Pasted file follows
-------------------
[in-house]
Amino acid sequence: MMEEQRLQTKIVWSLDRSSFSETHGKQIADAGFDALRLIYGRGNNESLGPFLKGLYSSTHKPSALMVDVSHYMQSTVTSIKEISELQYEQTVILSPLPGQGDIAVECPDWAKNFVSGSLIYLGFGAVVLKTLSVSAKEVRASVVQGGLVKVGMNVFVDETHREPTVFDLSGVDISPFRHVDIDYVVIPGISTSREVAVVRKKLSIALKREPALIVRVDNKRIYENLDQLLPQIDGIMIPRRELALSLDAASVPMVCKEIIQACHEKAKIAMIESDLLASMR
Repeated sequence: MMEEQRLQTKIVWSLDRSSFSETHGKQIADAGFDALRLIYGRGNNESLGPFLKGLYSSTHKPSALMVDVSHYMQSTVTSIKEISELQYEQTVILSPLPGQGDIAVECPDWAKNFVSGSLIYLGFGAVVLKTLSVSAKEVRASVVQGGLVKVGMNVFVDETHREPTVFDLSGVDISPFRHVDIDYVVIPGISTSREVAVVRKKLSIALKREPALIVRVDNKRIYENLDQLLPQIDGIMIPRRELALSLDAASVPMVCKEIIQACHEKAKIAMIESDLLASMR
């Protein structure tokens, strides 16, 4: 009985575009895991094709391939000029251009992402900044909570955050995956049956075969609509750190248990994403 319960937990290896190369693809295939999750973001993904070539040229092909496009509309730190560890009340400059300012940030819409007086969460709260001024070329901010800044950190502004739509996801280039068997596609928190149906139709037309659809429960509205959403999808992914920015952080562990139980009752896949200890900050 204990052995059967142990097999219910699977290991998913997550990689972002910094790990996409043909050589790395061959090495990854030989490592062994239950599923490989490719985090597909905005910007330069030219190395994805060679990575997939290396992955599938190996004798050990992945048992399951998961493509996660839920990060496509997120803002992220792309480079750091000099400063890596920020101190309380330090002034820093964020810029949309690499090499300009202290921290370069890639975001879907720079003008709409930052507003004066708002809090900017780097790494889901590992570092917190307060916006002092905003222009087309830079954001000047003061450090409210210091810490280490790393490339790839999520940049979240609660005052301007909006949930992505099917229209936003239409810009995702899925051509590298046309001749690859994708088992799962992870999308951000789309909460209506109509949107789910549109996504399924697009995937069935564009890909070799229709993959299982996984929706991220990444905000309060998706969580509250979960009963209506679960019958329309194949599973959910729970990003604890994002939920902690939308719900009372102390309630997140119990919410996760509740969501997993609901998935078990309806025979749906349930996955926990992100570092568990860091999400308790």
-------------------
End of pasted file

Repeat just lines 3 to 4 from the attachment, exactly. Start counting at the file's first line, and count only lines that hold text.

Repeated sequence: MMEEQRLQTKIVWSLDRSSFSETHGKQIADAGFDALRLIYGRGNNESLGPFLKGLYSSTHKPSALMVDVSHYMQSTVTSIKEISELQYEQTVILSPLPGQGDIAVECPDWAKNFVSGSLIYLGFGAVVLKTLSVSAKEVRASVVQGGLVKVGMNVFVDETHREPTVFDLSGVDISPFRHVDIDYVVIPGISTSREVAVVRKKLSIALKREPALIVRVDNKRIYENLDQLLPQIDGIMIPRRELALSLDAASVPMVCKEIIQACHEKAKIAMIESDLLASMR
């Protein structure tokens, strides 16, 4: 009985575009895991094709391939000029251009992402900044909570955050995956049956075969609509750190248990994403 319960937990290896190369693809295939999750973001993904070539040229092909496009509309730190560890009340400059300012940030819409007086969460709260001024070329901010800044950190502004739509996801280039068997596609928190149906139709037309659809429960509205959403999808992914920015952080562990139980009752896949200890900050 204990052995059967142990097999219910699977290991998913997550990689972002910094790990996409043909050589790395061959090495990854030989490592062994239950599923490989490719985090597909905005910007330069030219190395994805060679990575997939290396992955599938190996004798050990992945048992399951998961493509996660839920990060496509997120803002992220792309480079750091000099400063890596920020101190309380330090002034820093964020810029949309690499090499300009202290921290370069890639975001879907720079003008709409930052507003004066708002809090900017780097790494889901590992570092917190307060916006002092905003222009087309830079954001000047003061450090409210210091810490280490790393490339790839999520940049979240609660005052301007909006949930992505099917229209936003239409810009995702899925051509590298046309001749690859994708088992799962992870999308951000789309909460209506109509949107789910549109996504399924697009995937069935564009890909070799229709993959299982996984929706991220990444905000309060998706969580509250979960009963209506679960019958329309194949599973959910729970990003604890994002939920902690939308719900009372102390309630997140119990919410996760509740969501997993609901998935078990309806025979749906349930996955926990992100570092568990860091999400308790």